The copula is also a different case than other languages. It is a not an odd verb, it is a special case of a noun. Instead of saying "X is Y," you say "X is Y, in relation to Z." "Z" is the noun that is in the special case. To put a noun in this case, you harmonize the first vowel as "á/e," and prefix "i-" to it. The noun can be translated as either "is in relation to Z," or "is Z-ly."

English Pilonja
Finnish is difficult, linguistically síomi salomé ilempíállá
Finnish síomi
difficult salomé
language lampíállá
is in terms of language ilempíállá

"i-" is a prefix for progressiveness with verbs. It always has to be used in an "X is Y" situation, even an "X was Y" one. To change the tense of a statement like this, you use the state markers. However in the present during state, no marker is needed, unless a modal or mood is being used. If you use a state marker, "i-" must still be used, but it is prefixed to the qualifier instead.

This construction is usually used for explanations. i.e., Someone asks "what do you mean, 'I run cheetah-like?,'" you can reply with, "You are cheetah-like, in respect to speed." More on that in relativity though.


A word is relative when it used in two consecutive sentences where the word is anything but the subject in the first, and is only the subject in the second. This is usually just one sentence in English, but Pilonjan syntax favours multiple simple sentences than large constructions. Take this example, then I will explain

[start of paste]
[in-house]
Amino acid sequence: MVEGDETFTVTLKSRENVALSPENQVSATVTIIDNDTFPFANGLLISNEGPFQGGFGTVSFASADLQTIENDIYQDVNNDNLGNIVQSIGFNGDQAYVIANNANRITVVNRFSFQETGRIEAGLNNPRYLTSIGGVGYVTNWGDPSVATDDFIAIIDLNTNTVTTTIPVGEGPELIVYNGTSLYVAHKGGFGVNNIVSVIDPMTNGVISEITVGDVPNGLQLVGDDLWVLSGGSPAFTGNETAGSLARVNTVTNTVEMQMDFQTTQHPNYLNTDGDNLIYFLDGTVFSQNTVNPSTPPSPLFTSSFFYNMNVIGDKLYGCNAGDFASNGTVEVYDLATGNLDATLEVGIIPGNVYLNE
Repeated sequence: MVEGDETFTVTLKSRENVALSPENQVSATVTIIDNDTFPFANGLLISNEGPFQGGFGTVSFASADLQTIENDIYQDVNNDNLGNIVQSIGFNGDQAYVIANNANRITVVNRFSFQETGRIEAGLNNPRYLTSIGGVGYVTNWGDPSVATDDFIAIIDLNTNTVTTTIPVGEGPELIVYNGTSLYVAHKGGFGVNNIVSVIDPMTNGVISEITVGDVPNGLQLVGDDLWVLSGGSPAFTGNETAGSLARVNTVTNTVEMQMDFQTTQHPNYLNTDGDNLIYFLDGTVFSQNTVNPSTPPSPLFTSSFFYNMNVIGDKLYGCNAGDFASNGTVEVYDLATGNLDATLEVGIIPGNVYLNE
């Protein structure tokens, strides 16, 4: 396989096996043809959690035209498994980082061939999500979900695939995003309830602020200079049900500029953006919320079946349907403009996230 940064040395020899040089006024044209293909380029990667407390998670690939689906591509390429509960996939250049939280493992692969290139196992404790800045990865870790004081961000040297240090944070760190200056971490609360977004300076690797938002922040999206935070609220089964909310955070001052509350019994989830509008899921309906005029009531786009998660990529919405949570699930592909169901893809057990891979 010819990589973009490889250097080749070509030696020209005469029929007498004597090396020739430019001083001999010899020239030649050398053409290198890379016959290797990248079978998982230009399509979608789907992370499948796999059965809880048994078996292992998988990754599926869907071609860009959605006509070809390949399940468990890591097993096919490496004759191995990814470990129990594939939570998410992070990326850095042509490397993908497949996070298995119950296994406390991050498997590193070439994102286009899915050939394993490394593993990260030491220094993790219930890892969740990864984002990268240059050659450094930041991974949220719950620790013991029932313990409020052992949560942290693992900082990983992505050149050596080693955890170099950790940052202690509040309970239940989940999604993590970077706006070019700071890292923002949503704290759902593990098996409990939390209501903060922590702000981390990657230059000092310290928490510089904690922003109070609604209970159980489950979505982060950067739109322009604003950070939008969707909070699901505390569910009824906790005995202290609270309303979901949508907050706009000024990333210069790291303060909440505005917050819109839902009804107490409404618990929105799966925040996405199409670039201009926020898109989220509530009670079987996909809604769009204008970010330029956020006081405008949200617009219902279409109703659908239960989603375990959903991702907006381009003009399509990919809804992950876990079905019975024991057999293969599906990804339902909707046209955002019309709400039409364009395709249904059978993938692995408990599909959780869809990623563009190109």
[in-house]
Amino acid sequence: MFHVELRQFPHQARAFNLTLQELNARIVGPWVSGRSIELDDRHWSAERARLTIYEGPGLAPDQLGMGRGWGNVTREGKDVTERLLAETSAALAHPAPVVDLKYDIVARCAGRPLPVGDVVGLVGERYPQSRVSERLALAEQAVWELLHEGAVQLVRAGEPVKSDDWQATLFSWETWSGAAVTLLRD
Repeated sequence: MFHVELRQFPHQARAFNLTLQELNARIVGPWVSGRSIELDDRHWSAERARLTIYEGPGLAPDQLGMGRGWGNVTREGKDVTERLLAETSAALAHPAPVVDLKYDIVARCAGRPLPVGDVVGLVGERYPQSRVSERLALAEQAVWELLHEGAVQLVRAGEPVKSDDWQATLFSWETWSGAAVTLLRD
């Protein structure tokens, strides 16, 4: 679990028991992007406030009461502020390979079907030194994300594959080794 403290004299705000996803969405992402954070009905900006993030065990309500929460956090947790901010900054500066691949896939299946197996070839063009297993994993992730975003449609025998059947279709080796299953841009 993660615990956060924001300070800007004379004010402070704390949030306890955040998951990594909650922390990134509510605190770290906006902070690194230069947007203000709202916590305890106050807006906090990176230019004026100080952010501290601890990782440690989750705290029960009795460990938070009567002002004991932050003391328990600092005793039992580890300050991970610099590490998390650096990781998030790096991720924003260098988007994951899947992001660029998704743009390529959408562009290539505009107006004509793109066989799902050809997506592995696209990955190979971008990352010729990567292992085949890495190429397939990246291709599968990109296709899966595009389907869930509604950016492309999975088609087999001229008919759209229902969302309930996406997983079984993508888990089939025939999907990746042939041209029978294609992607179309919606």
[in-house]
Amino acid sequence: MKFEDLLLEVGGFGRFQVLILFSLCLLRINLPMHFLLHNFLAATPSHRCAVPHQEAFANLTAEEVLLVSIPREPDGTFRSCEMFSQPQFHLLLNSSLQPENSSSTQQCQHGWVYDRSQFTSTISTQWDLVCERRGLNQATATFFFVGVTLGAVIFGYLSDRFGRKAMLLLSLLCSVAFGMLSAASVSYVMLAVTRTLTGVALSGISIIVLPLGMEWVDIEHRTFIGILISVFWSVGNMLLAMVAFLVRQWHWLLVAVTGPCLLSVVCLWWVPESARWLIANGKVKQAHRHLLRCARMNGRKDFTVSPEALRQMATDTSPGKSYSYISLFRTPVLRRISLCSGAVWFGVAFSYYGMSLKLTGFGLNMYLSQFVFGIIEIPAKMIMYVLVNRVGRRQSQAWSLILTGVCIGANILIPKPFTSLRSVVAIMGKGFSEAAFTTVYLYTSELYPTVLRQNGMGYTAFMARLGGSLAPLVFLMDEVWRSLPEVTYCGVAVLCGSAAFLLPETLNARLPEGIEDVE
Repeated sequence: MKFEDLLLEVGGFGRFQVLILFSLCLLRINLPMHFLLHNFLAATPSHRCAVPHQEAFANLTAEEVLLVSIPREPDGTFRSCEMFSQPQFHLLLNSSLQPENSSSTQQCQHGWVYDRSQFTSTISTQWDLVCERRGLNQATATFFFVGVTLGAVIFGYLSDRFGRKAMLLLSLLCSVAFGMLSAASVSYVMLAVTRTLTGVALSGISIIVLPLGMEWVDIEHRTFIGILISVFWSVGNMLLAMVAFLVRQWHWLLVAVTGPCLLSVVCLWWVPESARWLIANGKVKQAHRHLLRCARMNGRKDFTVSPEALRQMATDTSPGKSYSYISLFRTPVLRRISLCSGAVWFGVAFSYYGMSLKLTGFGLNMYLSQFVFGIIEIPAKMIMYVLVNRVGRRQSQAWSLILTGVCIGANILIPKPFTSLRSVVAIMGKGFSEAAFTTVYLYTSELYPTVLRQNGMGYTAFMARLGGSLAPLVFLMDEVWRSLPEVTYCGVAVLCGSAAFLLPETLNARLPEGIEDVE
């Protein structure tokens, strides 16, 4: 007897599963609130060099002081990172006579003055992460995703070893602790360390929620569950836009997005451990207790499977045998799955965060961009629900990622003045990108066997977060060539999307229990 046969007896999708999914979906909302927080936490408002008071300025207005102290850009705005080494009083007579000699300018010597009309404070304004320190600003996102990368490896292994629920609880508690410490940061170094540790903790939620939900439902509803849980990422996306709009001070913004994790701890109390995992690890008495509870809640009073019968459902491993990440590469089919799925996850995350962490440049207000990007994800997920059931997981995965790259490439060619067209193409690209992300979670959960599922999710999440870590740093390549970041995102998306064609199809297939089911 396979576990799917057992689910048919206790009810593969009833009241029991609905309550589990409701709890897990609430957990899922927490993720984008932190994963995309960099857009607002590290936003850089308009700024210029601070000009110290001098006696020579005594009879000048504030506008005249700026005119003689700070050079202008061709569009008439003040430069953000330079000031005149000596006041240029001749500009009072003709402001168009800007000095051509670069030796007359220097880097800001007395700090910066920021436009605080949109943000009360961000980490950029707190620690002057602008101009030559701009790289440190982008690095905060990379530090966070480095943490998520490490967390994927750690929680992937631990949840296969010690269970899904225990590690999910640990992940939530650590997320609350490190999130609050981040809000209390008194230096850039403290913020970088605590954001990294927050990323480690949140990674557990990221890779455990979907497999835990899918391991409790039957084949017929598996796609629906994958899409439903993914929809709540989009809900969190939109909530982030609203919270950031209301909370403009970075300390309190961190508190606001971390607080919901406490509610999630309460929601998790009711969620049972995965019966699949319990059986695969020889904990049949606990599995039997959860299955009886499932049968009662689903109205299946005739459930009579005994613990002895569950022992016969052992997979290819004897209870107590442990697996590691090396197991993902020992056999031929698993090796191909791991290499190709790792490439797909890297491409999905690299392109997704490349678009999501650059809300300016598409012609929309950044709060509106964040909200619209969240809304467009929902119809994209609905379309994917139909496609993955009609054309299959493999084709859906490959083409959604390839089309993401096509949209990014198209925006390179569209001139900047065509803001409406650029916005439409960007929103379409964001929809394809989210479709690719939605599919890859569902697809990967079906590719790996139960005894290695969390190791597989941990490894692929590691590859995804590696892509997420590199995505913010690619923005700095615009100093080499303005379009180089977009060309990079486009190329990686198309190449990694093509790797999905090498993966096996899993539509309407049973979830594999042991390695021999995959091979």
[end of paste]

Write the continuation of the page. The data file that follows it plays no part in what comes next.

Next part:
English Pilonja
I walk to the pool that you swim in. tá ijási ko ékén. ti sa-úkén, me sota úko.
I walk to the pool. tá ijási ko ékén.
In that pool, you swim. ti sa-úkén, me sota úko.
Reletivity prefix su-
in / on ti
pool úkén

The marker is used to add any extra meaning to a certain word in a sentence. In this case, rather than saying I was going to just any pool, I specified that it was the pool you swim in.

The relative word, which can be a verb, adjective or noun comes first in the trailing sentence, and takes the prefix "su-" (keeping the hyphen.) "su-" harmonizes to the first vowel of the word. Any prepostion or postposition required is kept in its regular position with the word. If an explanative noun is used with the relative word, it goes immediately after the relative word, or if a postposition is used, after that.


There are five moods in Pilonja, in both positive and negative. They are prefixed to the verb qualifier. The vowels in brackets are dropped if the qualifier starts with a vowel, otherwise it harmonizes. These are the moods;

  • The assertive mood is the "default" mood. Emphatic nouns have relatively no affect.
Positive Negative Positive example Translation Negative example Translation Emphatic example Translation
n/a n(o) lí sota úko He swims lí sota núko He didn't swim n/a n/a
  • The commissive mood commits the speaker to the sentence, that is the speaker is committed to accomplishing the situation similar to the English auxiliary verb, "will." Emphatic nouns make it so that the subject is committed.
d(íi)- r(ú) lí sota dúko He swims, and I am committed to making and/or keeping this true lí sota rúko He swims, and I am not committed to making and/or keeping this true leto sota dúko He will swim, and is committed to making and/or keeping this true